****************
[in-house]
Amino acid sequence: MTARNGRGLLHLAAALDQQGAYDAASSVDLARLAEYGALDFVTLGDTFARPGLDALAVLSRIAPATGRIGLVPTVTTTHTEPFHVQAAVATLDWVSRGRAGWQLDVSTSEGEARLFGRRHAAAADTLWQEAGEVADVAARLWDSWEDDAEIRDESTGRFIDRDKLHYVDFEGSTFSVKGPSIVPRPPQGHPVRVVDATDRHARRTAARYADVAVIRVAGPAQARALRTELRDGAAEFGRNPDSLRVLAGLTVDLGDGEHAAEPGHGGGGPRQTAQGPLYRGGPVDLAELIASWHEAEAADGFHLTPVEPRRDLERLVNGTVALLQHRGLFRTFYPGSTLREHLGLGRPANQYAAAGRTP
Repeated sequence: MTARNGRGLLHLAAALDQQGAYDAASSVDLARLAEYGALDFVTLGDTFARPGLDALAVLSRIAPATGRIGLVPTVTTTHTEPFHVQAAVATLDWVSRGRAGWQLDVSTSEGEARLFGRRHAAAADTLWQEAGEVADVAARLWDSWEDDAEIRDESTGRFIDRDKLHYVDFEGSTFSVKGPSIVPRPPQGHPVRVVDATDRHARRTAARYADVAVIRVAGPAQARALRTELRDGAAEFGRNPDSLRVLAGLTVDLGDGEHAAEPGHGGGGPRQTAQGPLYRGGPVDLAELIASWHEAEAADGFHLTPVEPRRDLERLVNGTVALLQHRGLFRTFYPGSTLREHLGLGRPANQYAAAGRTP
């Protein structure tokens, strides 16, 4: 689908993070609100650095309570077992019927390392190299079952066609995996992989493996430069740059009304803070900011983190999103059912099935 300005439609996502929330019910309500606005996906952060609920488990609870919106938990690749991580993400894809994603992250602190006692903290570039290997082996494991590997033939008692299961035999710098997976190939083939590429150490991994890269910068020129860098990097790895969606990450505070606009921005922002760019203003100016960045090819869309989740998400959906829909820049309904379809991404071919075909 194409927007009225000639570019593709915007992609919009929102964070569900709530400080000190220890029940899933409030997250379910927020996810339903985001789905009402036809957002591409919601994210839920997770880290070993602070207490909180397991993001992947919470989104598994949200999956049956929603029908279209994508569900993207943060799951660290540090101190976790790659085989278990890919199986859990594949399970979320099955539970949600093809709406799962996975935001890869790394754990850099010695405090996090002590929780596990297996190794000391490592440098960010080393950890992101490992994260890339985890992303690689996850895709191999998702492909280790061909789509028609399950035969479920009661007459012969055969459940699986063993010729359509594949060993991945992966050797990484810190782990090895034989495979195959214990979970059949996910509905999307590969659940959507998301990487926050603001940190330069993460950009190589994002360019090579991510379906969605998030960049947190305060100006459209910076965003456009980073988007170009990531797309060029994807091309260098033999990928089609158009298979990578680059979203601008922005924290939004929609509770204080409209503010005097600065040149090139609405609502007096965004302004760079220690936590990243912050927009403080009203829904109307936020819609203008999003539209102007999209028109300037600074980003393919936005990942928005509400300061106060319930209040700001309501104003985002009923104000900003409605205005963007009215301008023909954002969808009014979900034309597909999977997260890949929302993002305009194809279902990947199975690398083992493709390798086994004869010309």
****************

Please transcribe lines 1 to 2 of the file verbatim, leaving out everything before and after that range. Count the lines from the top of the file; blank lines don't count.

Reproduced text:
[in-house]
Amino acid sequence: MTARNGRGLLHLAAALDQQGAYDAASSVDLARLAEYGALDFVTLGDTFARPGLDALAVLSRIAPATGRIGLVPTVTTTHTEPFHVQAAVATLDWVSRGRAGWQLDVSTSEGEARLFGRRHAAAADTLWQEAGEVADVAARLWDSWEDDAEIRDESTGRFIDRDKLHYVDFEGSTFSVKGPSIVPRPPQGHPVRVVDATDRHARRTAARYADVAVIRVAGPAQARALRTELRDGAAEFGRNPDSLRVLAGLTVDLGDGEHAAEPGHGGGGPRQTAQGPLYRGGPVDLAELIASWHEAEAADGFHLTPVEPRRDLERLVNGTVALLQHRGLFRTFYPGSTLREHLGLGRPANQYAAAGRTP